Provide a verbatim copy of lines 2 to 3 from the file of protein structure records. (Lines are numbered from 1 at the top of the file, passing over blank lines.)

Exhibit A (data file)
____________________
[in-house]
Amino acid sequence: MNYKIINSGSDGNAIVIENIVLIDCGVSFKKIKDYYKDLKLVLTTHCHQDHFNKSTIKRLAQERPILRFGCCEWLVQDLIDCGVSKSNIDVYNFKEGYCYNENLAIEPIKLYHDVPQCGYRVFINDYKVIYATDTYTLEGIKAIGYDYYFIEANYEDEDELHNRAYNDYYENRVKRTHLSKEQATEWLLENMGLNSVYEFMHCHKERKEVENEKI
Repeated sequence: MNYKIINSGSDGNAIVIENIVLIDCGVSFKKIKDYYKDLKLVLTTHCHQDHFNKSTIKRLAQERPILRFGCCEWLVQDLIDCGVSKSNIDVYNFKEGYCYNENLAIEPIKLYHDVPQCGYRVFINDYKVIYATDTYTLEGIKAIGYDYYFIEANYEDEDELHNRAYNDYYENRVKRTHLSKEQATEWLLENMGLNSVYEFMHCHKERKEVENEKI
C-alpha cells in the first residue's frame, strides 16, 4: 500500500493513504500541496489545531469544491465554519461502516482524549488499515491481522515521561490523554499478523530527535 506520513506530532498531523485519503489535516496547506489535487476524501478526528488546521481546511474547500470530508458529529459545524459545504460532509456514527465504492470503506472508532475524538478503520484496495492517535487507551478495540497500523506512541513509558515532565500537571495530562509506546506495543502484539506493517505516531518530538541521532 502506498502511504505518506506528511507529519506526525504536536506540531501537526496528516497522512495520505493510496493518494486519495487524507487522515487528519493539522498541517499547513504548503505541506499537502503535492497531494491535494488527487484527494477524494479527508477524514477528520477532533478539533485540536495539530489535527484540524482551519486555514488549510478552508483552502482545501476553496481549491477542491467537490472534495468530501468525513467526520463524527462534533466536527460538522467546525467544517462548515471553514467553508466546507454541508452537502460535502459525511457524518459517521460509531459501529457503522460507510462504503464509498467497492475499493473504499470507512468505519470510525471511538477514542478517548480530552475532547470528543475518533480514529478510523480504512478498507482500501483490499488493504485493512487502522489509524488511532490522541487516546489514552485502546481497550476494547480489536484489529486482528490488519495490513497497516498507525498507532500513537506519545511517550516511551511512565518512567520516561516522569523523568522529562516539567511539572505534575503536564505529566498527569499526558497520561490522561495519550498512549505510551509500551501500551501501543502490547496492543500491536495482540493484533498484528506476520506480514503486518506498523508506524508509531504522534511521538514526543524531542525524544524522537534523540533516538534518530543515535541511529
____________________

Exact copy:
Amino acid sequence: MNYKIINSGSDGNAIVIENIVLIDCGVSFKKIKDYYKDLKLVLTTHCHQDHFNKSTIKRLAQERPILRFGCCEWLVQDLIDCGVSKSNIDVYNFKEGYCYNENLAIEPIKLYHDVPQCGYRVFINDYKVIYATDTYTLEGIKAIGYDYYFIEANYEDEDELHNRAYNDYYENRVKRTHLSKEQATEWLLENMGLNSVYEFMHCHKERKEVENEKI
Repeated sequence: MNYKIINSGSDGNAIVIENIVLIDCGVSFKKIKDYYKDLKLVLTTHCHQDHFNKSTIKRLAQERPILRFGCCEWLVQDLIDCGVSKSNIDVYNFKEGYCYNENLAIEPIKLYHDVPQCGYRVFINDYKVIYATDTYTLEGIKAIGYDYYFIEANYEDEDELHNRAYNDYYENRVKRTHLSKEQATEWLLENMGLNSVYEFMHCHKERKEVENEKI